(5) 12. H. B. HASS, A. G. SUSIE, AND R. L. HEIDER. filtered from the solution. Most of the ethanol distilled from the reduction products and purification of the secondary alcohol was effected by distillation through a modified Podbielniak column under reduced pressure. If nitro alkenes are reduced directly with Raney nickel and hydrogen, saturated amines are obtained in a single step. The reduction of 3-nitro-2-pentene in this way using 1-butanol as solvent gave a 55% yield of 3-pentylamine, identified by boiling point and m.p. of hydrochloride [217.5' (Literature, 216")l. Some ammonium chloride mas formed simultaneously. TABLE V PREPARATION OF OXIMES ANALYSES. Calc'd. OXIXE. ~~. 1-Phenyl-2-propanoneoxime (6065y0) plus 8-12% l-phenyl-2propanone, from reduction of 1-phenyl-2-nitropropene 1-Phenyl-2-butanone oxime 1-Phenyl-2-pentanone oxime 1-Furyl-2-propanone oxime (7) I-Furyl-2-butanone oxime 1-Furyl-2-pentanone oxime 1-Anisyl-2-butanone oxime 1-Anisyl-2-pentanone oxime. 99 (2) (m.p., 68-70). 117-118 (2) 116 (1-2) 95 (5) 119-120 (10) 118 (4) (m.p., 75) CU. 135 (1-2) (m.p., 58-59). 1.036 1.017. 1,536: 13.60 8.02 '4.00 7.88 1,5292 14.54 8.53 '4.47 8.51. 1.082 1.054. 1.498( j2.72 7.22 i2.82 6.83 1.4931 j4.66 7.84 i4.66 7.92 i8.00 7.97 i9.49 8.18. TABLE VI PREPARATION O F AMINES Compound reduced. . . . . . . . . . (1) (2) Ketoxime, mole. , , , . . . . . . . . , 0.058 0.05 8 8 Raneg nickel, grams.. . . . . , . Ethanol, ml.. . . . . . . . . . . . . . . . 150 75 Initial H pressure, p.s.i.. , . . 1800 810 2 4-5 Time of reduction, hours.. . . 80 Room Temperature, " C . . . . . . . , . . . . Yield of amine, yo.,. . . , . . . . . 75 55 (1) 1-Phenyl-2-propanone oxime (2) 1-Phenyl-2-butanone oxime (3) 1-Phenyl-2-pentanone oxime (4) 1-Furyl-2-propanone oxime. (3) (4) (5) (6) (7) (8) 0.065 0.05 0.05 0.057 0.042 0.041 10 6 10 10 10 10 150 75 125 125 125 100 1900 1900 1440 1900 1240 1240 5 3 5 53 5 5 loom Room Room Room Room Room 70 90 50 60 40 70 (5) 1-Fury1-2-butanone oxime (6) 1-Furgl-2-pentanone oxime (7) 1-Anisyl-2-butanone oxime (8) l-iinisyl-2-pentanone oxime. Table VI11 indicates the dihalides formed by addition of chlorine or bromine to various nitro alkenes. Nitro alkenes add the halogens readily giving the dihalide derivatives. These are stable, high-boiling liquids which possess an odor much milder than that of the parent nitro alkene. The dichlorides were prepared by absorbing the mole-equivalent of chlorine in a carbon tetrachloride-nitro alkene solution. The following method was employed in the preparation of the dibromides of nitro alkenes. Two-tenths mole of bromine dissolved in 75ml. of carbon tetrachloride was added slowly t o a solution of two-tenths mole of 3-nitro-2-pentene in 25 ml. of carbon tetrachloride. The.

(6) 13. NITRO ALKENE DERIV.4TI VES. solution was shaken vigorously and kept cool during the addition of bromine. At the end of the addition the solution had a pronounced bromine color. After standing for one day the unreacted bromine was extracted with 5% sodium hydroxide solution. The oily layer was washed a i t h m-ater and dried over calcium chloride. The dried sample was analyzed by distillation on a modified Podbielniak column. The dibromide fraction was collected between 98-10lo/10 mm. The purified 2,3-dibromo-3-nitropentene had b.p. 1OO0/1Omm. Yield, 57.5%. The dibromides of 3-nitro-3-heptene and 4-nitro-4-octene decomposed slightly upon distillation, giving off hydrogen bromide. The dichloride of 3-nitro-3-heptene, however, was quite stable a t its boiling point.. ..I. Compound reduced.. . . . . . . . . . . . . . . . . (1) Ketone, mole.. . . . . . . . . . . . . . . . . . . . 0.20 15 Raney nickel, grams., . . . . . . . . . . . . . . Et,hanol, ml . . . . . . . . . . . . . . . . . . . . . . . . . 150 Initial H pressure, p.s.i.. . . . . . . . . . . . 1800 Time of reduction, hours.,. . . . . . . . . . 5 Temperature, "C . . . . . . . . . . . . . . . . . . . . 140 Yield of sec-alcohol, %.. . . . . . . . . . . . .~ 95. .I. 1. 1 ~. (2) 0.20 15 150 1800 5. i:. ~. (3) 0.043 6 100 1900 5 150 60. (4) 0.157 8 100 1400 6 Room 551-. (5) 0.10 8 100 1600 6 125 83. +. (6) 0.048 4 100 1620 6 125 80+. (1) Phenylacetone (4) Furylacetone (2) 1-Phenyl-2-butanone ( 5 ) 1-Furyl-2-butanone (3 i 1-Phenyl-2-pentanone (6) 1-Furyl-2-pentanone Represents yield of tetrahydrofuryl-sec-alcohol.. TABLE 1'111 PHYSICAL CONSTANTS OF THE DIHALIDES BE-. FBACTIVE INDEX. (25"). 1,2-Dibromo-2-nitrobutane, .............. 2,3-Dibromo-2-nitrobutane.. . . . . . . . . . . . . . 2,3-Dibromo-3-nitropentane. ............. 2,3-Dibromo-2-nitrohexane. .............. 2 , 3-Dibromo -3-nitrohexane. . . . . . . . . . . . . . . 3,4-Dibromo-3-nitroheptane. ............. 4,5-Dibromo-4-nitrooctane. .............. 2,3-Dichloro-3-nitropentane. ............. 2,3-Dichloro-2-nitrohexane. .............. 3 4-Dichloro-3-nitrohept ane . . . . . . . . . . . . . . ~. 98.4 60.0 (m.p.) 102.8 113.0 111.8 115.5 122-121 69.4 89.6 90.5. 1.5217. a:". HALOGEN,. %. Calc'd Found. -__. 1.9151 61.27 61.27 1.5169 1.8097 58.14 1.5112 55.32 1.5101 1.7057 55.32 1.5062 52.76 1.5018 1.4621 1.4617 1.2170 35.46 1.4630 1.1916 33.14. 61.37 61.15 55.12 55.15 55.37 51.78. 35.53 33.25. The halogen content of the dihalides was determined by the Carius sealed-tube method. Ten new dihalides of nitro alkenes are reported in Table VIII.. Hydrolysis of Nitro Alkenes It was found that the nitro alkenes dissolve readily in sulfuric acid (3:1, HzS04:Hz0by volume) with decomposition. In all cases the nitro alkene was cleaved a t the double bond with the simultaneous formation of an aldehyde fragment. This may be interpreted as follows:.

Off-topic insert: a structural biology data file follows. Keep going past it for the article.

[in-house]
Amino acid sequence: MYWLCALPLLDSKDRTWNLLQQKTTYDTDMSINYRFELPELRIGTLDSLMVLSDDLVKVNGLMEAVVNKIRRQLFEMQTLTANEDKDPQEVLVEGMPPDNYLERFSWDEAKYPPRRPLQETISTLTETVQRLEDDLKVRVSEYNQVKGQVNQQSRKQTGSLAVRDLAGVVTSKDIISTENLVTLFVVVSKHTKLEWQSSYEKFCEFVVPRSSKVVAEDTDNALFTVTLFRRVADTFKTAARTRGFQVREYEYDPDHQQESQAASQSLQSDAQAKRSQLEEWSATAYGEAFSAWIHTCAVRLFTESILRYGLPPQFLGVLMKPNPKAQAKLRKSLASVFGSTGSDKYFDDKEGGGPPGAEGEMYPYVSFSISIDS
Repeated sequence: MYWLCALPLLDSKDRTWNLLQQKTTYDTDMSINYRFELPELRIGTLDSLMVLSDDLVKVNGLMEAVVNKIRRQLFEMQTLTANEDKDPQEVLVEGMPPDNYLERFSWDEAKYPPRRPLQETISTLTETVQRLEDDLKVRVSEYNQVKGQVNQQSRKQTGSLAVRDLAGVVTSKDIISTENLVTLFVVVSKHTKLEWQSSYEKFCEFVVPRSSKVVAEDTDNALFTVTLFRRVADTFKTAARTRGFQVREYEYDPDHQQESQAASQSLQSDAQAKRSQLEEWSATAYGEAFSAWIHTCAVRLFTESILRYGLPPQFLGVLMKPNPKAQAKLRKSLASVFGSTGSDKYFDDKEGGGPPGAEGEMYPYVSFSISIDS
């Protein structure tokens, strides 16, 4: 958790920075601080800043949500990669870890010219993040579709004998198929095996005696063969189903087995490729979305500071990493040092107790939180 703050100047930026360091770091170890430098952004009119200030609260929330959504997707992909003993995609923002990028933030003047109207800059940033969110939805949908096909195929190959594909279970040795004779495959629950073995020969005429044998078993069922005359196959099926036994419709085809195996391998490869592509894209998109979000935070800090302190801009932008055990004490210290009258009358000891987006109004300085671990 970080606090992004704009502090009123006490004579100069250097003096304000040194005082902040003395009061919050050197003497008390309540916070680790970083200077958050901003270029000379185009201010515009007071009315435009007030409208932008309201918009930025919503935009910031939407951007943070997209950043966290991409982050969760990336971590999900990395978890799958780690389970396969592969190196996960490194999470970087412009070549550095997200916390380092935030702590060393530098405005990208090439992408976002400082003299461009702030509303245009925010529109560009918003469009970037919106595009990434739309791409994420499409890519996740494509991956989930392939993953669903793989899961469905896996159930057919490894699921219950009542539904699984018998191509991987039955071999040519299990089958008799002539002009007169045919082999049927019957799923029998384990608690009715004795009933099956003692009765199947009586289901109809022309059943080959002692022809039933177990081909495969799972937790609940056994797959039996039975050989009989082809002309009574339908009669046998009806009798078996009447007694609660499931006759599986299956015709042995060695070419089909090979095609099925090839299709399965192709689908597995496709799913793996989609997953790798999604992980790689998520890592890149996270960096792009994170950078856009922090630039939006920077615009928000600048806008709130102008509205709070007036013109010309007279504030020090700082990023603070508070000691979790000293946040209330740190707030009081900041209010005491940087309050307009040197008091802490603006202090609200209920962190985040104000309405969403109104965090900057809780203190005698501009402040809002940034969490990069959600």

(7) 14. H. B. HAM, A. Q. SUSIE, AND R. L. REIDER. RCH=C(NOz)R’. + HzO _Hf. RCHOHCH(N02)R’. + R’CH2NOz R’C02H + NHsOH*HSOa. RCHOHCH(N02)R’ & RCHO R’CHzN02. + HzO + H2S04. ---+. Polymerization of nitro alkenes. All nitro alkenes polymerize with more or less rapidity. For this reason they should be used promptly after synthesis. The polymerization products are black, viscous materials readily soluble in acetone and benzene. Acknowledgment. The authors wish to express their appreciation to the Purdue Research Foundation and the Commercial Solvents Corporation for the financial support of these researches. WEST LAFAYETTE, INDIANA REFERENCES (1) HASSAND RILEY,Chem. Revs., 32, 373 (1943). (2) VANDERBILT AFTD Hass, Ind. Eng. Chem., 32, 34 (1940). (3) SCHMIDT AND RUTZ,Ber., 61,2142 (1928). (4) KVOEVXNAGEL AND WALTER, Ber., 37,4502 (1904). (5) BOUVEAULTAND WAHL,Compt. rend., 134,1145 (1902); Bull. soc. chim. (3) 29,519 (1903). J . Pharm. Soc. Japan (550), 1019 (1927); Chem. Abst., 22, 1588 (1928). (6) KAKAO, (7) DARZENS, Compt. rend., 142,215 (1006). ( 8 ) CERFDE MAIJNY,BulE. soc. chim., 7,133 (1940). (9) NIGHTINGALE LVD JAKES, J. Am. Chem. Soc., 66,352 (1944)..